Longwinded Blog Answer Tuesday May 30, 2006

So early today I force feed my opinion on this bloggin business on a friends personal blog. It was a continuation of a conversation I had with my old man from the previous night. Anyways I felt like posting the comment here as I really feel I was finally able to break down some of the myths of the blog and convey some of the ideas bounced around at SXSW. (Something I’ve been meaning to post for months now) So here we go.

[Saying that “blogs” are nothing more than a way to write] online about the mundane details about your daily life is like saying that a computer can be only used for forwarding jokes and writing about your trip to europe.

To get the whole blog thing you have to understand what a blog is and remove the idea from the content. A web log (abbreviated as blog) is essentially a content management system (CMS) that allows you to publish a list of entries on to a web page. Sounds simple enough and like you say the majority of blogging population are using this idea to publish a series of entires about their personal feelings, ideas and daily life.

But that’s where [the view of blogs] is far too narrow. Web logs and CMS have finally allowed the web to become what it was always promised to be. For years we heard that the web was going to be this great place where people could interact with each other and create their own web pages, yada, yada, yada. But the truth is unless you had a firm understanding of HTML, a background in computer science, a knowledge of ftp servers or the money to host your own domain the common individual couldn’t really partake in the whole experience. It was an exclusive activity where most people could only watch and view, but never participate.

Now with the development of CMS (Essentially Blog software) everyone can participate in the world wide weeeb. Anyone with some minor computer knowledge can log into Blogger or Myspace and create their own account. In 10 minutes they can be streaming their ideas on to website. This software is also simple enough to allow content to be dynamic (rather than static). Web logs also allow the viewer to comment on the entry. The view can now leave their opinions and reactions to a posting. Forming a discussion of ideas through the software capabilities of a Blog Software. For example, I’m leaving this extremely long winded post moments after the orginal post has been written.

So in part blogs seem to be a pretty noveltyish concept, but that’s because they are currently only being embraced within the large media from that viewpoint. The truth is this web log concept is changing media, business and publishing. For example by using CMS software small companies can now create their own dynamic web logs. They no longer have to hire a web design company to update their site. Instead they can update their web log on their own terms. Publish a new entry on a new product and allow their customers to comment on whether or not they like the product of not. Threadless.com has thrived on this concept. You post a design and the community interacts on whether that t-shirt sucks or rocks. They post their comments and even set-up mini blogs about why they like the shirt. User feedback from the web log posts decides which products are created.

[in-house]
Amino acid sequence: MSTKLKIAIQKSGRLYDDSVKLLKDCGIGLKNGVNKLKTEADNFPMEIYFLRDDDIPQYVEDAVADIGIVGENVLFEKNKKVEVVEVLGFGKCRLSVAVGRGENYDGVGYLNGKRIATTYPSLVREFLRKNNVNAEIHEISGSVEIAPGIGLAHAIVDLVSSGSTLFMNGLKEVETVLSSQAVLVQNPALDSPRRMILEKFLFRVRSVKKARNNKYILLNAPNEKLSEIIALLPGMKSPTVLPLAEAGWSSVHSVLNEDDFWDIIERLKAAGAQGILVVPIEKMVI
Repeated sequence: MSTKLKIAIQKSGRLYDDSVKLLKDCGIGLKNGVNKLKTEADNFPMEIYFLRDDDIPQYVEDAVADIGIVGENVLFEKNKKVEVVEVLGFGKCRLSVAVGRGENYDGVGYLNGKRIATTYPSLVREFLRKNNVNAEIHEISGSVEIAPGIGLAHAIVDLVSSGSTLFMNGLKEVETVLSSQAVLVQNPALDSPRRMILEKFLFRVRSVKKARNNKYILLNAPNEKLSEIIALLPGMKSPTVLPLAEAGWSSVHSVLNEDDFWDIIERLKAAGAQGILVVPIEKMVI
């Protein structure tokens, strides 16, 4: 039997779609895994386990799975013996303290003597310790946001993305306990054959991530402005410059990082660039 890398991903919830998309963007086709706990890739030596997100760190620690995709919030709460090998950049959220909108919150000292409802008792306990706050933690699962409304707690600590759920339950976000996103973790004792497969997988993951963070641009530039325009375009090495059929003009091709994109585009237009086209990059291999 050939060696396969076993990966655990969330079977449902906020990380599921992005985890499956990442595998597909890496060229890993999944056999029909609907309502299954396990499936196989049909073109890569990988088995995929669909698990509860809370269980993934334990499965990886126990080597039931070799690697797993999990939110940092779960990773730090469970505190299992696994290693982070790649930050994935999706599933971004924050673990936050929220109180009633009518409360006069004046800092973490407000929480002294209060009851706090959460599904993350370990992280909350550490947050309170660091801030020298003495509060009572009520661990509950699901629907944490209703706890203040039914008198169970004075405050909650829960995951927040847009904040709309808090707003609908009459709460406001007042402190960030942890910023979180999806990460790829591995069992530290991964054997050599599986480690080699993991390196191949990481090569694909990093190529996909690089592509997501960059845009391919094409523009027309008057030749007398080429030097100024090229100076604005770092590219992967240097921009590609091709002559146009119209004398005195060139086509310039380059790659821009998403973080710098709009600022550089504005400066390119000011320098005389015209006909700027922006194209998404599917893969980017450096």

Then you have Sportsnet.ca forcing their columnists and panelist to blog online. Seems simple right, but now you can log on and disagree or agree with the commentators and start an interactive debate with them on their viewpoints. Imagine if the CBC embraced this concept, you could actually log on and comment on the inane points of Don Cherry and Greg Millen. Amazing. While Sportsnet’s forary into the blog world seems to be in the infancy stages, one can look at a company like 37signals, which is using [the Signals vs. Noise] blog to not only update users on new upgrades to their software, but to open up debates on software usability, the concept of a web application and what direction their software should be taking.

Web logs are also being used to breakdown the traditional media. I won’t even chime in about the debate about political and news blogging as that has been debated to death. But let’s use Flickr for example. Flickr is essentially a web log of photos. Moments after the student riots and protests in France came to a conclusion people in France where posting their photos on flickr.) Surplanting the need for traditional media to filter through photgraphs and display only one side of the story. On flickr you could see photos of French firefighters battling burning cars or see the protests from the viewpoint of a 1000 marching students marching. This simple photo blog allowed thousands of different viewpoints of the protests.

There are far more examples, but what I am trying to get it is the currnet viewpoint of the “blog” is far two narrow. The concept of the “blog” is not in its content, but in rather of its capabilities. [The real way to understand this concept of] the blog is to look it as a tool rather than a online journal.

Yes, it is fairly longwinded and there are far better answers out there. But to me I really like what I vomitted out as an answer. To me, this really conveys the potential of web logs. This point is something I believe the Calgary and National media has completly missed. There is an overal tendancy to marginalize the web log phenomina as either some creepy way for pedophiles to attack children or for lonely emoteens to write bad poetry about ex-girlfriends. This blog phenomina isn’t strong enough to revolutionize your life, but it will change how you interact with the web. That I can guarntee you.

Categories: The-Blogosphere, The-Site, The Future, The Pop-Culture

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